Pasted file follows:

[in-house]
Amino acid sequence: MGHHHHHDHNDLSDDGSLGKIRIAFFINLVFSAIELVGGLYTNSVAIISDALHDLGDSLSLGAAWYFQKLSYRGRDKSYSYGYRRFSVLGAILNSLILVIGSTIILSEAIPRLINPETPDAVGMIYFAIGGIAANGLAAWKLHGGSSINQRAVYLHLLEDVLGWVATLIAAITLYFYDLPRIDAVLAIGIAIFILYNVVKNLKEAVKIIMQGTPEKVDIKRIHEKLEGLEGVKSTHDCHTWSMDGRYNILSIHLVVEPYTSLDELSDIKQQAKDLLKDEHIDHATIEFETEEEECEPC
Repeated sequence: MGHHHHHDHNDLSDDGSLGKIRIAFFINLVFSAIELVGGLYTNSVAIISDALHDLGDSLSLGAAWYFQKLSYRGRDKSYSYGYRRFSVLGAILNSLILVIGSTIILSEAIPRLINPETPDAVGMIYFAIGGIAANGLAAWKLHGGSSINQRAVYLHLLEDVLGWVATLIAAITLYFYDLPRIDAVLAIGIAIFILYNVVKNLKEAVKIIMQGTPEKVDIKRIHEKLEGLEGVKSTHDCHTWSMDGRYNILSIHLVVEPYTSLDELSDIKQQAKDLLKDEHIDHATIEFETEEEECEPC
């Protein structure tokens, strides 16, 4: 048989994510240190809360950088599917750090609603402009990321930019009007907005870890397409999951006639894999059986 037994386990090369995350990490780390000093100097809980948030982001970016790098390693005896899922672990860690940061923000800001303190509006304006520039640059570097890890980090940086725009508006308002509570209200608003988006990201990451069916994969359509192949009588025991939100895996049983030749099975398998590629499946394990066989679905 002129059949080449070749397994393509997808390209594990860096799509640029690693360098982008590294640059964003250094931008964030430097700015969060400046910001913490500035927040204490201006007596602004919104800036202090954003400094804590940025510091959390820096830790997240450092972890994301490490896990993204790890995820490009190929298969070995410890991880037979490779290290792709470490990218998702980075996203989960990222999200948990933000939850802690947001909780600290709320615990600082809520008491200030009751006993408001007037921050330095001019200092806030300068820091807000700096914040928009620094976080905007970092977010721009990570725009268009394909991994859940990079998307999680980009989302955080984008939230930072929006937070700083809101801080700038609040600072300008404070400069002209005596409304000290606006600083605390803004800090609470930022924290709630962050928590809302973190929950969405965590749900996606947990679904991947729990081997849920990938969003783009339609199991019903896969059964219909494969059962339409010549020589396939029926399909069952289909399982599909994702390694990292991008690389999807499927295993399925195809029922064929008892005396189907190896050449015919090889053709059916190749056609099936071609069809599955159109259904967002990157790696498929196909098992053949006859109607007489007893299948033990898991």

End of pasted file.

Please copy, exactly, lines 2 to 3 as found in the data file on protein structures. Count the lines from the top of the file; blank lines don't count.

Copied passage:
Amino acid sequence: MGHHHHHDHNDLSDDGSLGKIRIAFFINLVFSAIELVGGLYTNSVAIISDALHDLGDSLSLGAAWYFQKLSYRGRDKSYSYGYRRFSVLGAILNSLILVIGSTIILSEAIPRLINPETPDAVGMIYFAIGGIAANGLAAWKLHGGSSINQRAVYLHLLEDVLGWVATLIAAITLYFYDLPRIDAVLAIGIAIFILYNVVKNLKEAVKIIMQGTPEKVDIKRIHEKLEGLEGVKSTHDCHTWSMDGRYNILSIHLVVEPYTSLDELSDIKQQAKDLLKDEHIDHATIEFETEEEECEPC
Repeated sequence: MGHHHHHDHNDLSDDGSLGKIRIAFFINLVFSAIELVGGLYTNSVAIISDALHDLGDSLSLGAAWYFQKLSYRGRDKSYSYGYRRFSVLGAILNSLILVIGSTIILSEAIPRLINPETPDAVGMIYFAIGGIAANGLAAWKLHGGSSINQRAVYLHLLEDVLGWVATLIAAITLYFYDLPRIDAVLAIGIAIFILYNVVKNLKEAVKIIMQGTPEKVDIKRIHEKLEGLEGVKSTHDCHTWSMDGRYNILSIHLVVEPYTSLDELSDIKQQAKDLLKDEHIDHATIEFETEEEECEPC